The days of music in horror films being crashes, bangs and other things that go bump in the night are most definitely over. In recent years the Horror film score has I suppose come into its own, with intelligent and even melodic scores being composed for movies that deal with the macabre and the sinister. We are a long way from the music of Hammer gothic horrors now and although the music for those classics were of a high standard and remain so to this day. I suppose as horror films have evolved and become more involved and also far more gruesome then it is only fitting that the music for them also has had to evolve and in effect become more complex and in many ways more frightening, I for one cannot ever forget the now famous theme for Dracula by James Bernard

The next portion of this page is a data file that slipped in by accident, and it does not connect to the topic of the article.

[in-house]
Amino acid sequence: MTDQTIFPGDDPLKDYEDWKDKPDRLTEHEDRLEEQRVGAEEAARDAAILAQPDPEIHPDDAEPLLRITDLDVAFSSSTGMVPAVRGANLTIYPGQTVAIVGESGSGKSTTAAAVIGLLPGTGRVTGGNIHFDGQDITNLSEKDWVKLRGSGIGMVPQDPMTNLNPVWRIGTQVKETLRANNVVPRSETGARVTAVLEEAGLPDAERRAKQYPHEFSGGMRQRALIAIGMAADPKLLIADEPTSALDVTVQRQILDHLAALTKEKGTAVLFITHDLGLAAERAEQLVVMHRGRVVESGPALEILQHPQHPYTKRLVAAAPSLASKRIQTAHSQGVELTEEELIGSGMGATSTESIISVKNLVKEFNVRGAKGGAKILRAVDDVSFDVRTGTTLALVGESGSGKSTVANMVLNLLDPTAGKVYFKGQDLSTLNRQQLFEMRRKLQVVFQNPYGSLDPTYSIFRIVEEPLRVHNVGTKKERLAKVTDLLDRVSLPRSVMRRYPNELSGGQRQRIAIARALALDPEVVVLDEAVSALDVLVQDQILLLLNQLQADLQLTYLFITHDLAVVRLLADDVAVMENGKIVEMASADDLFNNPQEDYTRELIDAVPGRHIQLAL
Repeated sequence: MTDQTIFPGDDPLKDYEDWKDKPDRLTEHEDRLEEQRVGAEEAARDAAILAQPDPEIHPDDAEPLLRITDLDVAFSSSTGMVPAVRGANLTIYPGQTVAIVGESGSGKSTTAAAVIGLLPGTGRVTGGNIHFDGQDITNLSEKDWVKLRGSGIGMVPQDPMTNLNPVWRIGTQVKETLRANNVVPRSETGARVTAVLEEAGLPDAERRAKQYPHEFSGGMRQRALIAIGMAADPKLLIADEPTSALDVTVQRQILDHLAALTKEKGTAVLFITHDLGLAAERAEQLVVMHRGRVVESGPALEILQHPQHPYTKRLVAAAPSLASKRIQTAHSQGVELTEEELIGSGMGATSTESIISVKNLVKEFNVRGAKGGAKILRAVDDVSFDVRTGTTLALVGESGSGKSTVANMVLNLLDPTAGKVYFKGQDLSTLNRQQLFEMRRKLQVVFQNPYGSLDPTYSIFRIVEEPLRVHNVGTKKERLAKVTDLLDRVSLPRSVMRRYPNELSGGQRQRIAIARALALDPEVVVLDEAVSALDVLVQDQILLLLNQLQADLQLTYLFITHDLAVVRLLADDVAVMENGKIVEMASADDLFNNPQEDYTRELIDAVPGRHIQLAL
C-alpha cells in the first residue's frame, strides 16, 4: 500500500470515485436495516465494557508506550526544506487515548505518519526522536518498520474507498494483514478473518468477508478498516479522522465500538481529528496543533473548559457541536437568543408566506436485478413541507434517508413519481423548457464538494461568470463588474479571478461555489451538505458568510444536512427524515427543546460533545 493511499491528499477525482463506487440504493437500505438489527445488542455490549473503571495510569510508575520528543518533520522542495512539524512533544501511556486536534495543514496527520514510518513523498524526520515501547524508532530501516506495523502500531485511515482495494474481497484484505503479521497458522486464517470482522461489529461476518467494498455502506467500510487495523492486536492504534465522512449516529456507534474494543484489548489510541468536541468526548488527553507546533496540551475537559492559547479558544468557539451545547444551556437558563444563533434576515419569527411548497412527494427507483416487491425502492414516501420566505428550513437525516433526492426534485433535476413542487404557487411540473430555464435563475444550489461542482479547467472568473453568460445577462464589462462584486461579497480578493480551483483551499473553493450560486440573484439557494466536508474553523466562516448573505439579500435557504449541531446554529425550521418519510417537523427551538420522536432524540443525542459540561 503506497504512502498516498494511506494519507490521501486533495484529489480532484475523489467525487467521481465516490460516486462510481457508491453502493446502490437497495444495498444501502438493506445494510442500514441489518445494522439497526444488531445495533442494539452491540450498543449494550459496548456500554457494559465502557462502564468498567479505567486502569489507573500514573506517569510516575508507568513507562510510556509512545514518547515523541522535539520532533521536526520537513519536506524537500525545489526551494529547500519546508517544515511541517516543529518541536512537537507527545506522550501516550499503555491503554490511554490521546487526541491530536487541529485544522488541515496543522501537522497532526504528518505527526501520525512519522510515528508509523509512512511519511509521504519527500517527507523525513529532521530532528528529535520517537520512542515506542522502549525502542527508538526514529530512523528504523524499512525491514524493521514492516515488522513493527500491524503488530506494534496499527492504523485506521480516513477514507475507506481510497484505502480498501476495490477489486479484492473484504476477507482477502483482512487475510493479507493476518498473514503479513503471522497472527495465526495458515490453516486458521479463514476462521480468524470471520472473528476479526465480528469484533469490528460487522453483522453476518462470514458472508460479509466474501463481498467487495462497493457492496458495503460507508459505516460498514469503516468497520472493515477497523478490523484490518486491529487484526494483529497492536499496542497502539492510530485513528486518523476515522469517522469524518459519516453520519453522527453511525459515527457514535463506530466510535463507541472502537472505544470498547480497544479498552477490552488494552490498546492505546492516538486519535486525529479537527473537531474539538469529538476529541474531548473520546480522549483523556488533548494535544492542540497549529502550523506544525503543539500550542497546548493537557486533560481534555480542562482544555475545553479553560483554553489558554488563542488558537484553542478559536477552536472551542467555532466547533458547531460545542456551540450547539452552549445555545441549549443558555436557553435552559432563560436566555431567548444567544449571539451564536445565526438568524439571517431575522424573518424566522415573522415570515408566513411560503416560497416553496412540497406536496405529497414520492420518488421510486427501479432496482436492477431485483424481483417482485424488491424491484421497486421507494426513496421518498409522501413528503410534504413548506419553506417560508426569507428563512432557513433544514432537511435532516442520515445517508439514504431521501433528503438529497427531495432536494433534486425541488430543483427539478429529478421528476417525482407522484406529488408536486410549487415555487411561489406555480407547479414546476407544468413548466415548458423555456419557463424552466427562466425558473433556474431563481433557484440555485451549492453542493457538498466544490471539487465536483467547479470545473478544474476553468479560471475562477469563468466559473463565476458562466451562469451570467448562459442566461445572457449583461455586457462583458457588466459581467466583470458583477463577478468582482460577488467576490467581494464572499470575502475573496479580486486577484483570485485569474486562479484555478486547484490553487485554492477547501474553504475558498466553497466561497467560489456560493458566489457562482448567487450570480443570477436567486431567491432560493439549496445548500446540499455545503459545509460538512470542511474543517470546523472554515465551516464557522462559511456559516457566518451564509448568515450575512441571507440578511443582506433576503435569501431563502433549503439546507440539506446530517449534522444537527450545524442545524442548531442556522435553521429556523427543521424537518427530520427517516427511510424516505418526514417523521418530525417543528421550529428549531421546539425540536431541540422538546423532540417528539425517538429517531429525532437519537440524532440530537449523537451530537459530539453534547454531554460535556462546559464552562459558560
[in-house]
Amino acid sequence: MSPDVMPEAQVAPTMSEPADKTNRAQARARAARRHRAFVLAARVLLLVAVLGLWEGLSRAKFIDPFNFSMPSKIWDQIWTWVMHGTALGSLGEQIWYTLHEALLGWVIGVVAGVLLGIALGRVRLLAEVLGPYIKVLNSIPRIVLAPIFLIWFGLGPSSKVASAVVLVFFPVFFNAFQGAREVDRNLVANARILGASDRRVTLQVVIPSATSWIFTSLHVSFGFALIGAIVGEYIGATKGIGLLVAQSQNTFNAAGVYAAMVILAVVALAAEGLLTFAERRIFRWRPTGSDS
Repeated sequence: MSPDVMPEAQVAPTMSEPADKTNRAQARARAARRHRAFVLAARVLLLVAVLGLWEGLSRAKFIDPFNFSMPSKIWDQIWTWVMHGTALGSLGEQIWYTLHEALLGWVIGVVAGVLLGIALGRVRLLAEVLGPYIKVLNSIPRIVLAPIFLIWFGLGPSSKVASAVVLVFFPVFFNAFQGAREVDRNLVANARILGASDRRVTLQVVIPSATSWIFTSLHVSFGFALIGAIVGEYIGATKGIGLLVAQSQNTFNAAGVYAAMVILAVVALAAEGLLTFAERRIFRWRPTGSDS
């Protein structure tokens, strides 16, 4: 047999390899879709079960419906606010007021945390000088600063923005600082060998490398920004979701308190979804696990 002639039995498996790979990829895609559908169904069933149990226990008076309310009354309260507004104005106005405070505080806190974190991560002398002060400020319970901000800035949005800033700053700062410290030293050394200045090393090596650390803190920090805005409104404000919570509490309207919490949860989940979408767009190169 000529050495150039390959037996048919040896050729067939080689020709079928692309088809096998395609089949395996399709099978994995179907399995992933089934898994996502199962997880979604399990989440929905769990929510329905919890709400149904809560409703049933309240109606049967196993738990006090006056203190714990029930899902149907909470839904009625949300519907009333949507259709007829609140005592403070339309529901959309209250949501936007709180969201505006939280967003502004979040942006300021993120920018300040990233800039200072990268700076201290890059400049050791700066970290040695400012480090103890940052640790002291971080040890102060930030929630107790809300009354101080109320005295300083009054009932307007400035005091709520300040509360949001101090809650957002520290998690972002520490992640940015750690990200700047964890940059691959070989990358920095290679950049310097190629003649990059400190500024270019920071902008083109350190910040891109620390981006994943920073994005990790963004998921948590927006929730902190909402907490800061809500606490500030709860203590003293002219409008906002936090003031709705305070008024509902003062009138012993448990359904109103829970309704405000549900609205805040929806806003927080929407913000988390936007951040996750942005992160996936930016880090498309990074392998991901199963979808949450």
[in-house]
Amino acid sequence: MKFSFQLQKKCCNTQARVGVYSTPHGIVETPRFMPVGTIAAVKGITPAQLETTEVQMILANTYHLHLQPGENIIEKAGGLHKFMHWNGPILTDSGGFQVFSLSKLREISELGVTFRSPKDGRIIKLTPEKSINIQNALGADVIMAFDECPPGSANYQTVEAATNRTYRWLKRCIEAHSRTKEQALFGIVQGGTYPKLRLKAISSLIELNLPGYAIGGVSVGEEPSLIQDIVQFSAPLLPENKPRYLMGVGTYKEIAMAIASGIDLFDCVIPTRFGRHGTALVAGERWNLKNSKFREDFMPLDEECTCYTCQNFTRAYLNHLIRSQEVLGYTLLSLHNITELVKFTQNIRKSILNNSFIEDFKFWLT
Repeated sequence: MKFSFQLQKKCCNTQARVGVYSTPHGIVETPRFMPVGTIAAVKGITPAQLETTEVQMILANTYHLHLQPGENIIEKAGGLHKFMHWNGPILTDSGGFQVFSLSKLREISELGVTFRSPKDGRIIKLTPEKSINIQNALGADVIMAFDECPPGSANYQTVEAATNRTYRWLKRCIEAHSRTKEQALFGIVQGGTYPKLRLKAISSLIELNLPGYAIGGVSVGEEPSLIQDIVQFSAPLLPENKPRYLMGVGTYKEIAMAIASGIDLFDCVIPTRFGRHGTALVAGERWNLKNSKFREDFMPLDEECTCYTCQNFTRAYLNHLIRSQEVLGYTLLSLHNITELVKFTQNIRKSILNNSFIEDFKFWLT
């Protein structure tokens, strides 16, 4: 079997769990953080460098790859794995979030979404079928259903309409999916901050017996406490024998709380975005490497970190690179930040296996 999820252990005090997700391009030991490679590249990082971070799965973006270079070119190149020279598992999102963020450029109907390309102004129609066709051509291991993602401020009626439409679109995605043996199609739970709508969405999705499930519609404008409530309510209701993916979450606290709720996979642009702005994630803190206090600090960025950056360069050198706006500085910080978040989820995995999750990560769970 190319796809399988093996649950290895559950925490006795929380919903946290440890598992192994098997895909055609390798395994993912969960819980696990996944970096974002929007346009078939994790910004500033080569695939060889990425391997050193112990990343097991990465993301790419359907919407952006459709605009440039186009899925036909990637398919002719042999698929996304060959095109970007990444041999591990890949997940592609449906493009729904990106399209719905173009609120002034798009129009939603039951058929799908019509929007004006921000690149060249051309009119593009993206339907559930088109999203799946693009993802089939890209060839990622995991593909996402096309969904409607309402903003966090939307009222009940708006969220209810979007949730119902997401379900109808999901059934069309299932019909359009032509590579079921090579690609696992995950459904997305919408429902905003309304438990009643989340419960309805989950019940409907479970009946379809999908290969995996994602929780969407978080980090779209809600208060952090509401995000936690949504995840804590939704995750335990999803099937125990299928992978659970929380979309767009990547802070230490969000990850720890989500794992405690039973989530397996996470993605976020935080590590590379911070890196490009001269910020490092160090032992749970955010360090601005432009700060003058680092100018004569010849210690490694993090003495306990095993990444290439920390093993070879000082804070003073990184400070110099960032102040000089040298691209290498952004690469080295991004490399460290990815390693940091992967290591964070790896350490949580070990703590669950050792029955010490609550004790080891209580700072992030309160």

and on seeing the movie for the first time and hearing that theme I was filled with a feeling of sheer dread, but looking at it now it is rather tame. But that I suppose can be said for any genre of film as time passes the genre evolves (not always for the better) but nevertheless it evolves it changes and in most cases becomes more shocking or more close to the edge of what is perceived to be acceptable. EVIL DEAD, is a good example of the horror film evolving I think, the original EVIL DEAD is by today’s standards tame in many ways and at times gets a laugh now when it shocked at the time of its release, but saying this the original was a darkly amusing piece of cinema that unfortunately fell foul of a certain Mrs Whitehouse and her happy band of pilgrims when they decided to pick on films that they deemed to be NASTIES ,in fact the original EVIL DEAD ended up being banned from being released on video tape in the United Kingdom for quite some time. Bruce Cambell starred in the original with directorial duties undertaken by Sam Raimi and it is these two gentlemen who have produced the re-make, the original contained a score by a newcomer at the time Joe LoDuca, who we all are well acquainted with nowadays. Five friends head up to a cabin in an isolated forest area and come across the book of the dead, now we all know if you find a book with the title Book of the dead it is probably not in the top ten best seller list and it is also probably best not to open it or even look at it, in fact just get back in the car and go home, BUT this is Hollywood right, lets just say things kind of get a little out of hand. The new version of the movie has more or less the same storyline but obviously because this is 2013 and not 1981, things go even more horribly wrong and there are certainly no comedic interludes within this re-make.